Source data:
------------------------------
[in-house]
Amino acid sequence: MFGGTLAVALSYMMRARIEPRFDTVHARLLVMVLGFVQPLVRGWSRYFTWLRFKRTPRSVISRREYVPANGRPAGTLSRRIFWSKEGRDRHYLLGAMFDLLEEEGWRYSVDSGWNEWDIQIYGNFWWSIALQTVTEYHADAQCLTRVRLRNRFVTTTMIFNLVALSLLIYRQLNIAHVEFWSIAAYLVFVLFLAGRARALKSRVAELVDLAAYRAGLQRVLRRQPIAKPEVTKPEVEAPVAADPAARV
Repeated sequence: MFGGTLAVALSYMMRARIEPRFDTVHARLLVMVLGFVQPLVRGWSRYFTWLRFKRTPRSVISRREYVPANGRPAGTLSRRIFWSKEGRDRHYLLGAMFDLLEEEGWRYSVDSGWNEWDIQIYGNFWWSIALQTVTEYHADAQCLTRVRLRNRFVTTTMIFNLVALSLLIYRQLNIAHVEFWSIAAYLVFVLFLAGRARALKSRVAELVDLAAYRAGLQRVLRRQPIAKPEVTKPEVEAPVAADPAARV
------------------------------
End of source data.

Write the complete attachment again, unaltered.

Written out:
[in-house]
Amino acid sequence: MFGGTLAVALSYMMRARIEPRFDTVHARLLVMVLGFVQPLVRGWSRYFTWLRFKRTPRSVISRREYVPANGRPAGTLSRRIFWSKEGRDRHYLLGAMFDLLEEEGWRYSVDSGWNEWDIQIYGNFWWSIALQTVTEYHADAQCLTRVRLRNRFVTTTMIFNLVALSLLIYRQLNIAHVEFWSIAAYLVFVLFLAGRARALKSRVAELVDLAAYRAGLQRVLRRQPIAKPEVTKPEVEAPVAADPAARV
Repeated sequence: MFGGTLAVALSYMMRARIEPRFDTVHARLLVMVLGFVQPLVRGWSRYFTWLRFKRTPRSVISRREYVPANGRPAGTLSRRIFWSKEGRDRHYLLGAMFDLLEEEGWRYSVDSGWNEWDIQIYGNFWWSIALQTVTEYHADAQCLTRVRLRNRFVTTTMIFNLVALSLLIYRQLNIAHVEFWSIAAYLVFVLFLAGRARALKSRVAELVDLAAYRAGLQRVLRRQPIAKPEVTKPEVEAPVAADPAARV